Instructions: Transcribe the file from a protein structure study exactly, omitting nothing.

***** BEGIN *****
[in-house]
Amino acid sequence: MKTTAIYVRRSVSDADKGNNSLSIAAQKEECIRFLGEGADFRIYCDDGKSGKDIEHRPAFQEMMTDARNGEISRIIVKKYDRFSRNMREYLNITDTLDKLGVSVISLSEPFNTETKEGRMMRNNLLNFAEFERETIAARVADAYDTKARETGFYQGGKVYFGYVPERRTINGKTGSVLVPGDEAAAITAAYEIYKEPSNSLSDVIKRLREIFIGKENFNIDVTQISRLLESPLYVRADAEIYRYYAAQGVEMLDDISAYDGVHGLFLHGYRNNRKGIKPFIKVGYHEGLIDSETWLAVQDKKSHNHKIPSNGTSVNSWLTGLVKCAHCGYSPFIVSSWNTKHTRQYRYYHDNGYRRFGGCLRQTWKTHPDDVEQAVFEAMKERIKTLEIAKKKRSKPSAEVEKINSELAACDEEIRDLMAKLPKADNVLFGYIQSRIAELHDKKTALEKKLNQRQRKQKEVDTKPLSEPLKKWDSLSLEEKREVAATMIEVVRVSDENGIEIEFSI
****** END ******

[in-house]
Amino acid sequence: MKTTAIYVRRSVSDADKGNNSLSIAAQKEECIRFLGEGADFRIYCDDGKSGKDIEHRPAFQEMMTDARNGEISRIIVKKYDRFSRNMREYLNITDTLDKLGVSVISLSEPFNTETKEGRMMRNNLLNFAEFERETIAARVADAYDTKARETGFYQGGKVYFGYVPERRTINGKTGSVLVPGDEAAAITAAYEIYKEPSNSLSDVIKRLREIFIGKENFNIDVTQISRLLESPLYVRADAEIYRYYAAQGVEMLDDISAYDGVHGLFLHGYRNNRKGIKPFIKVGYHEGLIDSETWLAVQDKKSHNHKIPSNGTSVNSWLTGLVKCAHCGYSPFIVSSWNTKHTRQYRYYHDNGYRRFGGCLRQTWKTHPDDVEQAVFEAMKERIKTLEIAKKKRSKPSAEVEKINSELAACDEEIRDLMAKLPKADNVLFGYIQSRIAELHDKKTALEKKLNQRQRKQKEVDTKPLSEPLKKWDSLSLEEKREVAATMIEVVRVSDENGIEIEFSI